Upcycling - discarded objects reborn as light fixtures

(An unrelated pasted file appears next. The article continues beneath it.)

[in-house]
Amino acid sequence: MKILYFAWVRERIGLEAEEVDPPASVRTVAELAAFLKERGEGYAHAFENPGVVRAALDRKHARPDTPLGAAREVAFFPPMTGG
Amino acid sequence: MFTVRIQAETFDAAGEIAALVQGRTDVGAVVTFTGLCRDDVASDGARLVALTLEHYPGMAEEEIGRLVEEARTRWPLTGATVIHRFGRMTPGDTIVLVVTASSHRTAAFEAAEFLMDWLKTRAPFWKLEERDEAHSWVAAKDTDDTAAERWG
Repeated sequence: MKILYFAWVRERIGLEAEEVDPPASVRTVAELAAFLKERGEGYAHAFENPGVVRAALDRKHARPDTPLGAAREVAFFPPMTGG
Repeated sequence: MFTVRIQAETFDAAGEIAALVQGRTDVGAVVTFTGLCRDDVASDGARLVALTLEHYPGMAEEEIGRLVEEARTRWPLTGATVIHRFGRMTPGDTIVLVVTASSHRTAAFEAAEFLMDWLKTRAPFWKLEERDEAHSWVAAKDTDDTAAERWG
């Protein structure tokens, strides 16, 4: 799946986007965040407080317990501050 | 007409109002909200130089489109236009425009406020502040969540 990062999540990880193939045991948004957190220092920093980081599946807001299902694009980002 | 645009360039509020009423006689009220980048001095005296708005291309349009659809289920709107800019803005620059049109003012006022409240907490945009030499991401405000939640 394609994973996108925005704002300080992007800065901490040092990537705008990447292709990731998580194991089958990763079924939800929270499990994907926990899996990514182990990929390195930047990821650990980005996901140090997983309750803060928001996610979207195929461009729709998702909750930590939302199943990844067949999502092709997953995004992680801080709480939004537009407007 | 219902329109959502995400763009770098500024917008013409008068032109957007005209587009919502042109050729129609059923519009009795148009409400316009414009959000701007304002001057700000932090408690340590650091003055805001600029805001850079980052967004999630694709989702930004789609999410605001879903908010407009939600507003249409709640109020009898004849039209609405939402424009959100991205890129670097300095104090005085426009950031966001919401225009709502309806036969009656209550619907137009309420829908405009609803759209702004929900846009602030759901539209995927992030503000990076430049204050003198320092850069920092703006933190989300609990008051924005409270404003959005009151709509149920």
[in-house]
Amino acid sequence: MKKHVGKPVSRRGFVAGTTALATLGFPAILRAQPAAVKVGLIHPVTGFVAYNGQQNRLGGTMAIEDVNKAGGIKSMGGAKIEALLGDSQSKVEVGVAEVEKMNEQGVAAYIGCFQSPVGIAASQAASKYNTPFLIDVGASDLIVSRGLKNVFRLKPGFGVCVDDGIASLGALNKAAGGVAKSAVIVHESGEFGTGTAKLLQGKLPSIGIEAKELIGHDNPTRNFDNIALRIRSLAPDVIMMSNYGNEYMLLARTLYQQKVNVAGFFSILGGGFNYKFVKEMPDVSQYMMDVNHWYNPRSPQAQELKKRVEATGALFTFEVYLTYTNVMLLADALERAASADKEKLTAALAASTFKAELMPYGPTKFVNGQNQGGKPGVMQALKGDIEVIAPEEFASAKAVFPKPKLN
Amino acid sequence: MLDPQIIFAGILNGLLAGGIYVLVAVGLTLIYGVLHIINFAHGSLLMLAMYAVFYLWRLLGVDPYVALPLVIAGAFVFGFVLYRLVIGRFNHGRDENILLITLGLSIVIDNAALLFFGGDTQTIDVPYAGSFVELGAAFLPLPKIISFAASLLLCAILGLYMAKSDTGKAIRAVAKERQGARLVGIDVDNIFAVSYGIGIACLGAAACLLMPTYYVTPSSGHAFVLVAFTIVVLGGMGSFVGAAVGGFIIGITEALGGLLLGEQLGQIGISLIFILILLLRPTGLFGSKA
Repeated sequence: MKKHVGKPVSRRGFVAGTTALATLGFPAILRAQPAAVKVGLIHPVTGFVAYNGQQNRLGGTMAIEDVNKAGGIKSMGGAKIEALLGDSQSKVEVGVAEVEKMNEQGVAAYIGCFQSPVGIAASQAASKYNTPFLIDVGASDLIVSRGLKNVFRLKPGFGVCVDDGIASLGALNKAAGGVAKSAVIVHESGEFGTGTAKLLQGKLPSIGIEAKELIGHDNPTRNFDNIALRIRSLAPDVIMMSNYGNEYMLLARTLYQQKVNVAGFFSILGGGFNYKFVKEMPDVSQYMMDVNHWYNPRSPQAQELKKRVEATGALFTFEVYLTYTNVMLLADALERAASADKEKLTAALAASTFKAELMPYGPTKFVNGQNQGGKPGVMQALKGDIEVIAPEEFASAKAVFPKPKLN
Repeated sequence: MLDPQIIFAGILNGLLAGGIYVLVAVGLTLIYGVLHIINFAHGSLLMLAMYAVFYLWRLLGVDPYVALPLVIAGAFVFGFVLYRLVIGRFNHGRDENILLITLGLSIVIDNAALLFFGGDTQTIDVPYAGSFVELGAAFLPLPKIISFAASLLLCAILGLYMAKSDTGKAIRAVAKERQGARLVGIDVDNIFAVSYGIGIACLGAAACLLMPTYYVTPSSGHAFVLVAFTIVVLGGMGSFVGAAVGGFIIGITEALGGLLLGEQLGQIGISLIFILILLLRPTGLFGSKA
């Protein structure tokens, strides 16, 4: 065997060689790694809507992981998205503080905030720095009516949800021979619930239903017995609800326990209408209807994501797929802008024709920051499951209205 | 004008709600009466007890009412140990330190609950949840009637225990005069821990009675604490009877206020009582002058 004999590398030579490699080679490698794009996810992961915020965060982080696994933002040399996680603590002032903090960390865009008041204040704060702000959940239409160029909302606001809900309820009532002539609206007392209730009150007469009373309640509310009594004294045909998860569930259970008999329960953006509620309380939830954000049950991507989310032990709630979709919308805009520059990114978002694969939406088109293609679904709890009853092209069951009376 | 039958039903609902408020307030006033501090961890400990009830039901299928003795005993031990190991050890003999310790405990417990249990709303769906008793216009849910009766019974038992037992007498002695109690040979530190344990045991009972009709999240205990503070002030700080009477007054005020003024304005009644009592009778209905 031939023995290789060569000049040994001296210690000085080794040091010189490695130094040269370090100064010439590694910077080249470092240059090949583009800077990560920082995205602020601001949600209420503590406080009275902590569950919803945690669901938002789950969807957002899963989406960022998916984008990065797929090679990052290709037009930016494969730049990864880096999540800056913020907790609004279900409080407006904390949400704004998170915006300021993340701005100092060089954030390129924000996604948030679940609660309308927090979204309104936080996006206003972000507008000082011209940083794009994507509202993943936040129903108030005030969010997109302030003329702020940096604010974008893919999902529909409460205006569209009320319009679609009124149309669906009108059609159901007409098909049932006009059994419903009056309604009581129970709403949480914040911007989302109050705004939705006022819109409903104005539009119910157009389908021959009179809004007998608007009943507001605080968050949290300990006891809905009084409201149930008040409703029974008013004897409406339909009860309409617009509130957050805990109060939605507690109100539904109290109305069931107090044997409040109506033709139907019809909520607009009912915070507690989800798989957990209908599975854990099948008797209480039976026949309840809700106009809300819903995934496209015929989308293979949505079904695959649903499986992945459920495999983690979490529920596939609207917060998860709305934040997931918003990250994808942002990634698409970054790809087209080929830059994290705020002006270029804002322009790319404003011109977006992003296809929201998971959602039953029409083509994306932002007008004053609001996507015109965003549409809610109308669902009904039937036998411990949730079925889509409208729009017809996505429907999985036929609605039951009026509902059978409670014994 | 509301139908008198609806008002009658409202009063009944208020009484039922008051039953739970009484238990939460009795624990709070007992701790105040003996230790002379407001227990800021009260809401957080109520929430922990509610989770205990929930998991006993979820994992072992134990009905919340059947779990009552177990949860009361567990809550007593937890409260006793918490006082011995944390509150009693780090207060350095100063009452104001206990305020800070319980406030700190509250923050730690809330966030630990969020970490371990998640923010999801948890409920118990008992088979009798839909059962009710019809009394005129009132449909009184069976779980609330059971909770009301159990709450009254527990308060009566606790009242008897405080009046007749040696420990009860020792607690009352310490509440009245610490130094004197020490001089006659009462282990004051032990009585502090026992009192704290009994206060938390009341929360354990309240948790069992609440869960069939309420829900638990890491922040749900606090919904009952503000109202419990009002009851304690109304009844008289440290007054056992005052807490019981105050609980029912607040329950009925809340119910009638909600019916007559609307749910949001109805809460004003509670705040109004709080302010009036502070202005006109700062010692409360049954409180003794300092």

I found this story posted by designers in New York, New York to be very interesting and also to spark my creative streak to start looking around my home for anything that I could recycle as a new accessory in my home. Many of us also have families that live up North or in other areas with lots of stuff gathering dust in their attics, basements or storage areas. According to the designers mentioned below, household objects, industrial castoffs and vintage farm tools — all these and more are being salvaged and upcycled into lighting fixtures that range from elegant to funky to pure wow. The trend is evident at eateries like Malai Marke, a stylish Indian restaurant in New York City's East Village, where light in the dining room glows from bulbs surrounded by green wine bottles arranged in a circle, empty but corked. It can be seen on websites like Pinterest, where the "Upcycled Lighting Obsession" board shows bulbs affixed to old skateboards, the metal innards of a box spring, bird cages, teacups and an upside-down colander. And it's become a career for Robert Nicholas in Asheville, North Carolina, whose dramatic showpiece chandeliers made from all kinds of vintage objects sell for up to $6,000. Nicholas' materials range from the wooden roof of an old gazebo to tobacco stakes, which were used to harvest and dry tobacco leaves and are part of North Carolina's agricultural history. The gazebo-turned-chandelier is going to be a showpiece for a local brewery; the tobacco-stakes fixture ended up in Miami. Apparently taking fixtures that at one time were more suited for a cabin in North Carolina are now being seeing in more modern homes as part of the urban-chic décor. Catering to the younger market requires a modern feel to what it being recycled, yet have a comfortable feel as well. That's similar to how Antonia Edwards, author of a book called "Upcyclist: Reclaimed and Remade Furniture, Lighting and Interiors" (Prestel), defines upcycling: "You take something that is considered redundant and has no value and you are basically transforming it to give it value again. In my case, I'm looking at aesthetic value. It doesn't have to have a certain style particularly; it's just got to have something interesting about it, then you put it in the right setting and it's amazing." As the trend for recycling grows I think you will see more people taking ideas from Pinterest and other Do-it-yourself websites and trying to create their own personalized look and to make a unique design statement without having the large designer price tag attached.